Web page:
Sunday, October 28, 2012

A Day with Friends




One of the great blessings of living in Wuhan is that I am not alone.  Now, living in China, with 1.3 billion and some odd people, "alone" is relative--but even though I surrounded by people and students on a regular basis, it's different to have people with the same background and the same language and the same goals to connect with.  I'm grateful for the family I meet with on Sundays, and I'm grateful for the larger family here that meets once a month or so.

This past Saturday, one of the American teachers, Susan, hosted a Halloween potluck get-together on her campus; although not everyone could come, I enjoyed catching up with several people that I had met before: Tammy, who I met in training; Brian, Alanna, and their daughter, Abby, who I met in Memphis last spring; and several of the Harding grads who I was stuck in the Beijing airport with in August. I wore a costume to the party, but there were only a few of us who did.  (My lazy, requires-little-
effort costume this year was as a fortune teller, except I didn't have a crystal ball, so mostly I just looked weird.) Laura made a great Chinese popstar--complete with Chinglish lyrics, Alanna had borrowed a dress that looked like a Roman goddess, and of course among the children we had Minnie Mouse and a princess.  Anyhow, we played cards, ate, sang, and talked.

After we left the official party, we drifted outside. One by one most people headed home until a group of eight of us were left.  I had my Settlers of Catan set in my bag, just in case we found someone to play with, and sure enough there were some like-minded people in this group.  We sat on the ground out in an open concrete area at the end of the soccer field near some people roller-blading.  We had eight people and a four-player game, so we played partners.  Finally, playing Settlers in China!  I feel like I'm really back. To make it even better, Tammy and I won.

By the time we'd played one game, the sun was getting low and the ground was getting hard, but nobody was ready to go home just yet.  So, we made plans to meet again in about an hour to eat and go bowling. That gave us just enough time to catch a taxi, rush home, change clothes, rush out again, catch another taxi, and meet up.  To tell you the truth, it almost wasn't worth trying to get home.

We met on Ming Zu Da Dao, a nearby street.  Da Dao means 'avenue', and I just learned how to pronounce it correctly.  We, surprisingly quickly for such a large group of people, decided to eat a quick supper at McDonald's so we could get on with bowling.  Only things are never quite so simple in China.  It wasn't finding a McDonald's--we chose it because it was within sight just down the street.  No, once we got in line, it came out that they were out of buns.  Completely.  A McDonalds. Without buns.  We held a quick conference outside about going elsewhere, but there wasn't anything else quick nearby.  So, chicken nugget night for everyone! (Except those few brave souls who ordered wraps and regretted it).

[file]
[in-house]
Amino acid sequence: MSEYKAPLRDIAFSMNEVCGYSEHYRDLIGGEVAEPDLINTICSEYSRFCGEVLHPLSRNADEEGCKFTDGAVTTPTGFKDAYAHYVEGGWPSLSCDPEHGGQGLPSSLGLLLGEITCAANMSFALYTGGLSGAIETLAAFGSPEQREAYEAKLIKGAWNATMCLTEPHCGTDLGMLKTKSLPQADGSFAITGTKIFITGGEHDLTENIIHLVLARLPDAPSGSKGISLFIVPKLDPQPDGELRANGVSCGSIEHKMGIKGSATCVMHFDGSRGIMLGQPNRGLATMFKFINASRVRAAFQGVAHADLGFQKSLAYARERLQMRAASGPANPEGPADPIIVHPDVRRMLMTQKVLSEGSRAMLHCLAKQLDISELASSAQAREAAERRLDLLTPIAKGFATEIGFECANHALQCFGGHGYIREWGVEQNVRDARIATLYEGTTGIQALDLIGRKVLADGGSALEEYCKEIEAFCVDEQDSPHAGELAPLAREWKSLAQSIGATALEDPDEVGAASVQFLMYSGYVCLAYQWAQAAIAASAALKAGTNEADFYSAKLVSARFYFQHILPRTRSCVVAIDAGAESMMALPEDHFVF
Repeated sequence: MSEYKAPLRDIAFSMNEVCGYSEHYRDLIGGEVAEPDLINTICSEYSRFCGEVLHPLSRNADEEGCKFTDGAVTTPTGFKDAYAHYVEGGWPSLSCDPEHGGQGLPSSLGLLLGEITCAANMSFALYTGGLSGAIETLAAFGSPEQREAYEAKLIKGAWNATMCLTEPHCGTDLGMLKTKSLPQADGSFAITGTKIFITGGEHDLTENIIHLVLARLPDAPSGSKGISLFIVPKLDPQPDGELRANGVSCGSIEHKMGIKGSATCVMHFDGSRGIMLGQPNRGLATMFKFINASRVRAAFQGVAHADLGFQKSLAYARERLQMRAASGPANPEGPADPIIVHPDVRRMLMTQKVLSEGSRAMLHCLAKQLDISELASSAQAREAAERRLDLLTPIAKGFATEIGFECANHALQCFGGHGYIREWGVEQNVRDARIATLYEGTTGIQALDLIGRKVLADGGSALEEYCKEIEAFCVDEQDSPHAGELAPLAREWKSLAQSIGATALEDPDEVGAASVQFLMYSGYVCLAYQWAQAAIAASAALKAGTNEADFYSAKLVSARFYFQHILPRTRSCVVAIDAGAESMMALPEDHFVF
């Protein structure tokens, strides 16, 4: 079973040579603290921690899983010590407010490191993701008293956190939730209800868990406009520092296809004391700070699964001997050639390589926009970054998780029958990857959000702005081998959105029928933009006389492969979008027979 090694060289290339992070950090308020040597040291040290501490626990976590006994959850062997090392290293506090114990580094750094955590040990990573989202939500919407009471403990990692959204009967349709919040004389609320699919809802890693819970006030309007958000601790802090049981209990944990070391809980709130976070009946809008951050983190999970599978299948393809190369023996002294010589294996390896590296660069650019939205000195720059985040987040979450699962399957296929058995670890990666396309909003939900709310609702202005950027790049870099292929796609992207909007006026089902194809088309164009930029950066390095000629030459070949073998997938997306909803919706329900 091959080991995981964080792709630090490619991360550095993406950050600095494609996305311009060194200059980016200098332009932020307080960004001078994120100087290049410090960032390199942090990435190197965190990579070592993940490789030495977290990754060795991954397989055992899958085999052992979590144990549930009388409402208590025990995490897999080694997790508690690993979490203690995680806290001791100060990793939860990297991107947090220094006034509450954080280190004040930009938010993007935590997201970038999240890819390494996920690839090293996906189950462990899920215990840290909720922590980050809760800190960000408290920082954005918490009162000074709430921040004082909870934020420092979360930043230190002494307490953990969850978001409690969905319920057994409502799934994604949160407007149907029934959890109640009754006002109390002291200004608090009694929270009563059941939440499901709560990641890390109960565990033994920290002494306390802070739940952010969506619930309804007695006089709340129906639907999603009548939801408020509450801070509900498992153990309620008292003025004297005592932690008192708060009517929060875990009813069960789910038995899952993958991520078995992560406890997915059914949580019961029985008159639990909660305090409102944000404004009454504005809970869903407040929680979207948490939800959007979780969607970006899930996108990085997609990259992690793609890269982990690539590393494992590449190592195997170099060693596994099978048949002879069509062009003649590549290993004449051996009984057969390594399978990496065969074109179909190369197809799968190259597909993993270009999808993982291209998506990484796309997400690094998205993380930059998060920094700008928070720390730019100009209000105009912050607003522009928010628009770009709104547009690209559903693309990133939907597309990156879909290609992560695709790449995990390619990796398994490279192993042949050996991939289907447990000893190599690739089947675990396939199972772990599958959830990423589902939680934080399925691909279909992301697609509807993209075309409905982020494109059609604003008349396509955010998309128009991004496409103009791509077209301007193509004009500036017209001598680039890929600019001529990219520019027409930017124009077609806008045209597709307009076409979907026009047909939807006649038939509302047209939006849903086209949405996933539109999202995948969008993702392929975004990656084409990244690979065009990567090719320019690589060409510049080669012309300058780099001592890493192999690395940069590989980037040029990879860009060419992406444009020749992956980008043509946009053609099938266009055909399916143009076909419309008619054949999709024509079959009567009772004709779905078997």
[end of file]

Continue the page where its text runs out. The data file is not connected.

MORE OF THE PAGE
Next, we followed Eric, who's lived her awhile and knows his way around, up to the sixth floor of the Seven Days Inn building.  Through the open doors, we could see a skating rink in full swing, but when we got to the ticket window, we found that for some reason the bowling lanes were closed for the evening.  Eric, who speaks a lot more Chinese than the rest of us, could understand they were closed, but he didn't understand the explanation of why.  Oh, well.


At this point, Micah, who was fighting a head cold, gave up and went home. That left seven of us still looking for something to do.  Skating got voted down, so we split up and took two taxis and a bicycle to Guanggu, the big huge wonderful mall I've mentioned before.  Turns out, there's an arcade there.  So, we all got ten yuan (about $1.40) worth of tokens and played for a while.  There were car racing games, mortal kombat type games, those things with the claws that tempt you to try to get some rather ugly stuffed animals, dance dance revolution, etc.  Most of it looked like it was installed in about 1998.  Or maybe earlier.  And, being China, there were of couse a few bizarre games.  One that I remember particularly was a small round table attached to a hinge.  The video behind it showed a story going on; the scene was a wedding reception in a hotel ballroom.  At a certain point, you (playing the bride), must flip the table as hard as you can.  You earn points based on how much damage and disorder you cause--the cake goes flying, the waiters duck for cover, the table dominoes into the next two, dishes breaking everywhere.  At the end it turns out the reason for the bride's table-flipping tantrum was that the groom is discovered in a closet with a bridesmaid.  The entire game is just that one flip of the table, but it was worth watching just for the oddity of it.  Matt, one of our group, got a score in the top ten of all time.

Laura and I left around ten; the others were about out of tokens, so I figure they left soon after.  It took awhile to find a taxi, being a Saturday night, but I made it home eventually. It was a good day.  



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